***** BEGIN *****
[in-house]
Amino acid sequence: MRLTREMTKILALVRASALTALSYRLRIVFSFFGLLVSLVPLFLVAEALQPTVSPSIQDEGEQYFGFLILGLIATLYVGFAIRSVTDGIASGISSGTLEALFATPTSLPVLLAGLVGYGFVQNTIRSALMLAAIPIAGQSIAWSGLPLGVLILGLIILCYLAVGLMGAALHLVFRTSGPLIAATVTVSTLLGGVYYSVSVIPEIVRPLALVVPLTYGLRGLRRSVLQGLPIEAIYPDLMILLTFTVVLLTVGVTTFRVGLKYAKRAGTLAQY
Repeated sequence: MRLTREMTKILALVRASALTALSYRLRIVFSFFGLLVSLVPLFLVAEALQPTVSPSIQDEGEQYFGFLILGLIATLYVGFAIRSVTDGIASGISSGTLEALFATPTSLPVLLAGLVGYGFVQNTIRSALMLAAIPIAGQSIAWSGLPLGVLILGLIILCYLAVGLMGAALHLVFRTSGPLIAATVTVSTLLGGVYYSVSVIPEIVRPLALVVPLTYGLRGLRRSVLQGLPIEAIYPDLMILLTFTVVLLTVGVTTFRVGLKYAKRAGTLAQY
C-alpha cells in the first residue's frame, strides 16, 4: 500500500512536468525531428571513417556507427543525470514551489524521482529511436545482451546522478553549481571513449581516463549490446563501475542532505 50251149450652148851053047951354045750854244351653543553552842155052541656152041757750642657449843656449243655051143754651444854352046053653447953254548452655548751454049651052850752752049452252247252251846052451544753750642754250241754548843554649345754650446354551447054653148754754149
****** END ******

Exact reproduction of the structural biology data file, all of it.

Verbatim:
[in-house]
Amino acid sequence: MRLTREMTKILALVRASALTALSYRLRIVFSFFGLLVSLVPLFLVAEALQPTVSPSIQDEGEQYFGFLILGLIATLYVGFAIRSVTDGIASGISSGTLEALFATPTSLPVLLAGLVGYGFVQNTIRSALMLAAIPIAGQSIAWSGLPLGVLILGLIILCYLAVGLMGAALHLVFRTSGPLIAATVTVSTLLGGVYYSVSVIPEIVRPLALVVPLTYGLRGLRRSVLQGLPIEAIYPDLMILLTFTVVLLTVGVTTFRVGLKYAKRAGTLAQY
Repeated sequence: MRLTREMTKILALVRASALTALSYRLRIVFSFFGLLVSLVPLFLVAEALQPTVSPSIQDEGEQYFGFLILGLIATLYVGFAIRSVTDGIASGISSGTLEALFATPTSLPVLLAGLVGYGFVQNTIRSALMLAAIPIAGQSIAWSGLPLGVLILGLIILCYLAVGLMGAALHLVFRTSGPLIAATVTVSTLLGGVYYSVSVIPEIVRPLALVVPLTYGLRGLRRSVLQGLPIEAIYPDLMILLTFTVVLLTVGVTTFRVGLKYAKRAGTLAQY
C-alpha cells in the first residue's frame, strides 16, 4: 500500500512536468525531428571513417556507427543525470514551489524521482529511436545482451546522478553549481571513449581516463549490446563501475542532505 50251149450652148851053047951354045750854244351653543553552842155052541656152041757750642657449843656449243655051143754651444854352046053653447953254548452655548751454049651052850752752049452252247252251846052451544753750642754250241754548843554649345754650446354551447054653148754754149